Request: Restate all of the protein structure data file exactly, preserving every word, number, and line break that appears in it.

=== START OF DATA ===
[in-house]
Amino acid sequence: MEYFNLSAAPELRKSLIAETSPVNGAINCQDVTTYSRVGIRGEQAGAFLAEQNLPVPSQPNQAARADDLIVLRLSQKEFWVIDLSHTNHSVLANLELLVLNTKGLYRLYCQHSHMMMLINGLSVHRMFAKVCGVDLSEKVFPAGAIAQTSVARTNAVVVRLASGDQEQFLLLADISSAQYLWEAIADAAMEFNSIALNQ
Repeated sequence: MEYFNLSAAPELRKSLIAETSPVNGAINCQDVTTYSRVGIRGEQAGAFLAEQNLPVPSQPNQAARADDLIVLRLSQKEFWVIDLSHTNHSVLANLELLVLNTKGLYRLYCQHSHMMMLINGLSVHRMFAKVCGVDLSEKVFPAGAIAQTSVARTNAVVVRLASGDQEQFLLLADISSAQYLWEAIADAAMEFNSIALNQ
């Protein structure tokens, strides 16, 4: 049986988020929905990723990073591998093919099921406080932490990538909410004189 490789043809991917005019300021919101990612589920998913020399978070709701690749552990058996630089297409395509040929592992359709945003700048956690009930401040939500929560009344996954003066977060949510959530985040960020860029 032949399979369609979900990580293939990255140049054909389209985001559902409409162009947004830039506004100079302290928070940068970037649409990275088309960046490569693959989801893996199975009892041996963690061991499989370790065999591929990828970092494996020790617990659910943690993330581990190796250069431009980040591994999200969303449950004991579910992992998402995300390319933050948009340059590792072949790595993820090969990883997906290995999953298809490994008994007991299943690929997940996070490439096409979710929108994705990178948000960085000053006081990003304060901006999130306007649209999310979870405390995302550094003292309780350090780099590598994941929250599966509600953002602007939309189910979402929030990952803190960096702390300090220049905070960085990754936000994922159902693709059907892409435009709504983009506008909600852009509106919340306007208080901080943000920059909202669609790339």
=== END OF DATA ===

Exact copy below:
[in-house]
Amino acid sequence: MEYFNLSAAPELRKSLIAETSPVNGAINCQDVTTYSRVGIRGEQAGAFLAEQNLPVPSQPNQAARADDLIVLRLSQKEFWVIDLSHTNHSVLANLELLVLNTKGLYRLYCQHSHMMMLINGLSVHRMFAKVCGVDLSEKVFPAGAIAQTSVARTNAVVVRLASGDQEQFLLLADISSAQYLWEAIADAAMEFNSIALNQ
Repeated sequence: MEYFNLSAAPELRKSLIAETSPVNGAINCQDVTTYSRVGIRGEQAGAFLAEQNLPVPSQPNQAARADDLIVLRLSQKEFWVIDLSHTNHSVLANLELLVLNTKGLYRLYCQHSHMMMLINGLSVHRMFAKVCGVDLSEKVFPAGAIAQTSVARTNAVVVRLASGDQEQFLLLADISSAQYLWEAIADAAMEFNSIALNQ
């Protein structure tokens, strides 16, 4: 049986988020929905990723990073591998093919099921406080932490990538909410004189 490789043809991917005019300021919101990612589920998913020399978070709701690749552990058996630089297409395509040929592992359709945003700048956690009930401040939500929560009344996954003066977060949510959530985040960020860029 032949399979369609979900990580293939990255140049054909389209985001559902409409162009947004830039506004100079302290928070940068970037649409990275088309960046490569693959989801893996199975009892041996963690061991499989370790065999591929990828970092494996020790617990659910943690993330581990190796250069431009980040591994999200969303449950004991579910992992998402995300390319933050948009340059590792072949790595993820090969990883997906290995999953298809490994008994007991299943690929997940996070490439096409979710929108994705990178948000960085000053006081990003304060901006999130306007649209999310979870405390995302550094003292309780350090780099590598994941929250599966509600953002602007939309189910979402929030990952803190960096702390300090220049905070960085990754936000994922159902693709059907892409435009709504983009506008909600852009509106919340306007208080901080943000920059909202669609790339």